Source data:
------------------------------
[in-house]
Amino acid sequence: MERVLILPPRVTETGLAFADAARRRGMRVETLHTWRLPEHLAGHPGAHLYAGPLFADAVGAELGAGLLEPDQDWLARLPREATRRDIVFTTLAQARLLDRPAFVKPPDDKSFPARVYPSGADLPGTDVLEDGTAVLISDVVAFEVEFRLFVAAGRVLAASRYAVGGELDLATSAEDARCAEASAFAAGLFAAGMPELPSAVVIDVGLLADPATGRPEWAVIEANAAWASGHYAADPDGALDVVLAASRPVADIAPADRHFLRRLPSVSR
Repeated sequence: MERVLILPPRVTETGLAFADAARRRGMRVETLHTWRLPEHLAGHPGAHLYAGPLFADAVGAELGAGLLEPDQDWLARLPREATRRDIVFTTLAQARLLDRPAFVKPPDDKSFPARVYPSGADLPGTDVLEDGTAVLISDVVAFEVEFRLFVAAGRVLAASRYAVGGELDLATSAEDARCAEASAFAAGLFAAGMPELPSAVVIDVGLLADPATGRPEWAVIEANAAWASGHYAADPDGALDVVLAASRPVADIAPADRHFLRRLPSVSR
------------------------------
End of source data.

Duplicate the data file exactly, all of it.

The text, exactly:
[in-house]
Amino acid sequence: MERVLILPPRVTETGLAFADAARRRGMRVETLHTWRLPEHLAGHPGAHLYAGPLFADAVGAELGAGLLEPDQDWLARLPREATRRDIVFTTLAQARLLDRPAFVKPPDDKSFPARVYPSGADLPGTDVLEDGTAVLISDVVAFEVEFRLFVAAGRVLAASRYAVGGELDLATSAEDARCAEASAFAAGLFAAGMPELPSAVVIDVGLLADPATGRPEWAVIEANAAWASGHYAADPDGALDVVLAASRPVADIAPADRHFLRRLPSVSR
Repeated sequence: MERVLILPPRVTETGLAFADAARRRGMRVETLHTWRLPEHLAGHPGAHLYAGPLFADAVGAELGAGLLEPDQDWLARLPREATRRDIVFTTLAQARLLDRPAFVKPPDDKSFPARVYPSGADLPGTDVLEDGTAVLISDVVAFEVEFRLFVAAGRVLAASRYAVGGELDLATSAEDARCAEASAFAAGLFAAGMPELPSAVVIDVGLLADPATGRPEWAVIEANAAWASGHYAADPDGALDVVLAASRPVADIAPADRHFLRRLPSVSR